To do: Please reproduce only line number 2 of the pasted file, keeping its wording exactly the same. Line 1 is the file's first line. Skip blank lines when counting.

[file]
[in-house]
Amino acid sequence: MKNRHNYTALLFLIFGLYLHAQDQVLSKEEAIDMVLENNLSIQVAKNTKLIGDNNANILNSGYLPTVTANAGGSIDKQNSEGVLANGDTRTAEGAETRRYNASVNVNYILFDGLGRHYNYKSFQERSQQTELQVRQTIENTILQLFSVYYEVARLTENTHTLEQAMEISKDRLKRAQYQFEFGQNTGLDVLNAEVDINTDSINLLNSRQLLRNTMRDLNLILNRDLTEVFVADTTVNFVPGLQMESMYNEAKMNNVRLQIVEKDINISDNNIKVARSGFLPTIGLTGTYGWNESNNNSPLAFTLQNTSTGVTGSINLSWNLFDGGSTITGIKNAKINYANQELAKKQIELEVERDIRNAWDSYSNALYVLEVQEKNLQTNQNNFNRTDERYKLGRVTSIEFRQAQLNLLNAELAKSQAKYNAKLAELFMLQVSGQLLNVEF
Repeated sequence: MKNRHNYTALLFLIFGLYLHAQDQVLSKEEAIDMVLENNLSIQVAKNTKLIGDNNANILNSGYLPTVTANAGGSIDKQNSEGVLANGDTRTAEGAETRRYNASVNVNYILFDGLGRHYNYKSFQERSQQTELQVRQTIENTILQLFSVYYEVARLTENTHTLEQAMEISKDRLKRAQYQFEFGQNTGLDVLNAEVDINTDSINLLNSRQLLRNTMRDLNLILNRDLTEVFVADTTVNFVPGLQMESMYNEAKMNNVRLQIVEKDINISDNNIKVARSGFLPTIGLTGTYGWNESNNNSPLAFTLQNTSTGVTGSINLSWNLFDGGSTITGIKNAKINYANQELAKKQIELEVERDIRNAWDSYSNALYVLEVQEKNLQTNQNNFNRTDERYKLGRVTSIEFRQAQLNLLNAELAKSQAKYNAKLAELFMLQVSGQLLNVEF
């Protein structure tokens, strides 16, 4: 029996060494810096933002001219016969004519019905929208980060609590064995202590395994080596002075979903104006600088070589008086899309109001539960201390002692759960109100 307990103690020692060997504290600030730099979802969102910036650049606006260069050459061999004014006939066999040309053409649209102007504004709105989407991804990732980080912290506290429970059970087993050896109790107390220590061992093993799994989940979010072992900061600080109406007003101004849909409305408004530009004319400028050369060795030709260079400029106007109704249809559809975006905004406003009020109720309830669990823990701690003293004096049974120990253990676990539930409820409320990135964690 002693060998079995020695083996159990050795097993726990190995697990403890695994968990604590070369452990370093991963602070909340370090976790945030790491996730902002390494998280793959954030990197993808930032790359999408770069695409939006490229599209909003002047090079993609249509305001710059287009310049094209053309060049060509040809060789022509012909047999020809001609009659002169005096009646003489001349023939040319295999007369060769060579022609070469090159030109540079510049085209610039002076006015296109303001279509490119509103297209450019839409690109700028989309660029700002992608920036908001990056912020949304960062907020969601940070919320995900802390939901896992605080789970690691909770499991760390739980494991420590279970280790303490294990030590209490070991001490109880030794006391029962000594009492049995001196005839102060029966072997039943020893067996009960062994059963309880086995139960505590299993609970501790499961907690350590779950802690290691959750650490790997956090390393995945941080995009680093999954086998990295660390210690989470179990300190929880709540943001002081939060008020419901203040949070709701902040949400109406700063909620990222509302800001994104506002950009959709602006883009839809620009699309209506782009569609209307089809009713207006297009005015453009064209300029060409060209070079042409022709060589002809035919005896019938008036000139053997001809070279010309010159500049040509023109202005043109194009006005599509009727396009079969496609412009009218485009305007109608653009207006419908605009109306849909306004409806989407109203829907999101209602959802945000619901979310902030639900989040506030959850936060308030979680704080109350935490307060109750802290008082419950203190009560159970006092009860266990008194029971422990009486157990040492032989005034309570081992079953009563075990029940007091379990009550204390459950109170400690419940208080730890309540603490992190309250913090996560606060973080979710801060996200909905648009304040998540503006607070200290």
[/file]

Amino acid sequence: MKNRHNYTALLFLIFGLYLHAQDQVLSKEEAIDMVLENNLSIQVAKNTKLIGDNNANILNSGYLPTVTANAGGSIDKQNSEGVLANGDTRTAEGAETRRYNASVNVNYILFDGLGRHYNYKSFQERSQQTELQVRQTIENTILQLFSVYYEVARLTENTHTLEQAMEISKDRLKRAQYQFEFGQNTGLDVLNAEVDINTDSINLLNSRQLLRNTMRDLNLILNRDLTEVFVADTTVNFVPGLQMESMYNEAKMNNVRLQIVEKDINISDNNIKVARSGFLPTIGLTGTYGWNESNNNSPLAFTLQNTSTGVTGSINLSWNLFDGGSTITGIKNAKINYANQELAKKQIELEVERDIRNAWDSYSNALYVLEVQEKNLQTNQNNFNRTDERYKLGRVTSIEFRQAQLNLLNAELAKSQAKYNAKLAELFMLQVSGQLLNVEF